‘No time to breathe’: Compliance professionals facing burnout

compliance Kaizen Recruitment Assured Support Sean Graham regulation

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Two experts have shed light on the burnout risk of compliance professionals working in financial services due to higher workloads and the ever-changing regulation.

Earlier this year, recruitment manager Robert Half identified compliance officers and managers as the most in-demand roles in the financial services sector this year, particularly due to increased regulatory activity.

While demand for compliance support climbs higher, the shallow pool of risk and compliance talent has translated to supply challenges and placed heavy pressure on existing staff.

Amanda Chisholm, director of legal, risk and compliance at Kaizen Recruitment, spoke with Money Management on how these external challenges are driving higher workloads for compliance professionals.

“There’s no end; regulatory change just keeps coming. What I’m finding is teams are not upping their resourcing and bringing in consultants or temporary contract workers to alleviate some of that stress. You almost don’t have time to breathe before the next thing comes up, so people are just burnt out,” she described.

Chisholm especially observed this within executive roles, including compliance heads and general managers, who are stretched too thin with all-encompassing changes to financial regulation.

Sean Graham, managing director at advice compliance consultancy Assured Support, noted that compliance staff reaching burnout has been a long-term issue, yet firms are not providing enough support in response to ease the workload.

“One of the things about financial services regulation is that it’s been constant. Financial planners complain about it, for obvious reasons, but the people who are left having to do the heavy lifting of trying to interpret ambiguity and satisfy uncertain regulatory expectations are the compliance people,” he told Money Management.

For example, additional resourcing for existing compliance staff has remained the same due to the costs associated, he noted, even when advice firms are becoming more profitable than ever. Firms detail that the rising cost pressure on running their business means extra compliance resourcing is out of budget for them.

“If you look at some of the bigger advice firms recently, they’ve acquired new licensees but there’s been no change in their numbers of compliance people. That means existing compliance staff are forced to step up and do more, which is not a long-term solution.”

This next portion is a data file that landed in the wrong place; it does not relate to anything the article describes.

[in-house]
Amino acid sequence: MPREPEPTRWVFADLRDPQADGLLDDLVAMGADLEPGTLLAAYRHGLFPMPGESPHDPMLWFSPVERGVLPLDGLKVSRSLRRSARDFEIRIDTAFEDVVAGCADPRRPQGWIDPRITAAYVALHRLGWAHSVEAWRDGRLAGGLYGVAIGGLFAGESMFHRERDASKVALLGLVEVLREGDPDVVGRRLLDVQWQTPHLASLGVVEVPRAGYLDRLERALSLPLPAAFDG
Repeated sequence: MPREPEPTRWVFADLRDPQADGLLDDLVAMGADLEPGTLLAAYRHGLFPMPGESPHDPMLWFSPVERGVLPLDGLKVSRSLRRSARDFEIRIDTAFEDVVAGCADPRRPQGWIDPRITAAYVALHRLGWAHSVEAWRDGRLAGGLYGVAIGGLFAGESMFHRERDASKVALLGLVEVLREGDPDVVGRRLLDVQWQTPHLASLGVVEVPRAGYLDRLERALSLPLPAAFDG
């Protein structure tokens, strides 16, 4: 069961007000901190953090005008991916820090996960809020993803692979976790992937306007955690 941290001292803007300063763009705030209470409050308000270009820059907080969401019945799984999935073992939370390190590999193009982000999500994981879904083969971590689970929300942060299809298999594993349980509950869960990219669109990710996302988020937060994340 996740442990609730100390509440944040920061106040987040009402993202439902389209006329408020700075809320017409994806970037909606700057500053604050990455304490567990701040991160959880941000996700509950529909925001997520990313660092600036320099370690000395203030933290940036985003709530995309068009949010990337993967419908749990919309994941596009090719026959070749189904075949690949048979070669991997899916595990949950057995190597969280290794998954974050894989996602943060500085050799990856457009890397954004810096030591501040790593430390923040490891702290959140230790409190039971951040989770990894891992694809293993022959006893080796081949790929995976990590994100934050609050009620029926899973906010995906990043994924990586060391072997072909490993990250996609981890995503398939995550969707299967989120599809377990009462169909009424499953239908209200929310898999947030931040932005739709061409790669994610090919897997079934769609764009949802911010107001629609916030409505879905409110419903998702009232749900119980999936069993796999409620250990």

The majority of advice practices have between one to five compliance staff, according to data from law and compliance firm Holley Nethercote. Even for businesses with more than 100 employees and representatives, over three-quarters have 15 or less compliance staff.

“Everything seems to be going up, so there’s not a lot left in the kitty for another compliance person,” Graham said.

Moreover, Chisholm acknowledged the difficulties that staff have in staying afloat with their workloads amid ever-changing advice regulation, while simultaneously communicating the changes to other stakeholders.

She described: “It’s really challenging as a compliance professional within these wealth management businesses because they’re having to interpret legislation that is quickly changing and can sometimes be vague or nebulous.

“Then they need to have the people skills to digest very technical information for all different types of understandings and levels of stakeholders, such as paraplanners and advisers. It’s about trying to bridge so many different requirements in one human being, which is really hard.”

Despite their adaptable skills, a contributing factor to the potential burnout that compliance professionals face is the lack of positive recognition for their work, Graham underscored.

“Anytime most licensees think about compliance is when something goes wrong. ‘Why didn’t you stop this from happening?’ employers say, without fully appreciating the regulatory complexity and resourcing issues as well,” he said.

The impact of burnout has even driven many to take a break from working in compliance altogether, Graham added, highlighting the importance of work/life balance for these positions.

According to the Kaizen director, financial services companies with the best compliance staff retention focus on keeping workloads manageable and clearly articulating guidelines around working hours.

Chisholm explained: “They also try not to let work flexibility creep into overwork. Particularly in a risk role, where there are so many incidents or breaches – it’s a 24-hour role, but people work just eight hours.”

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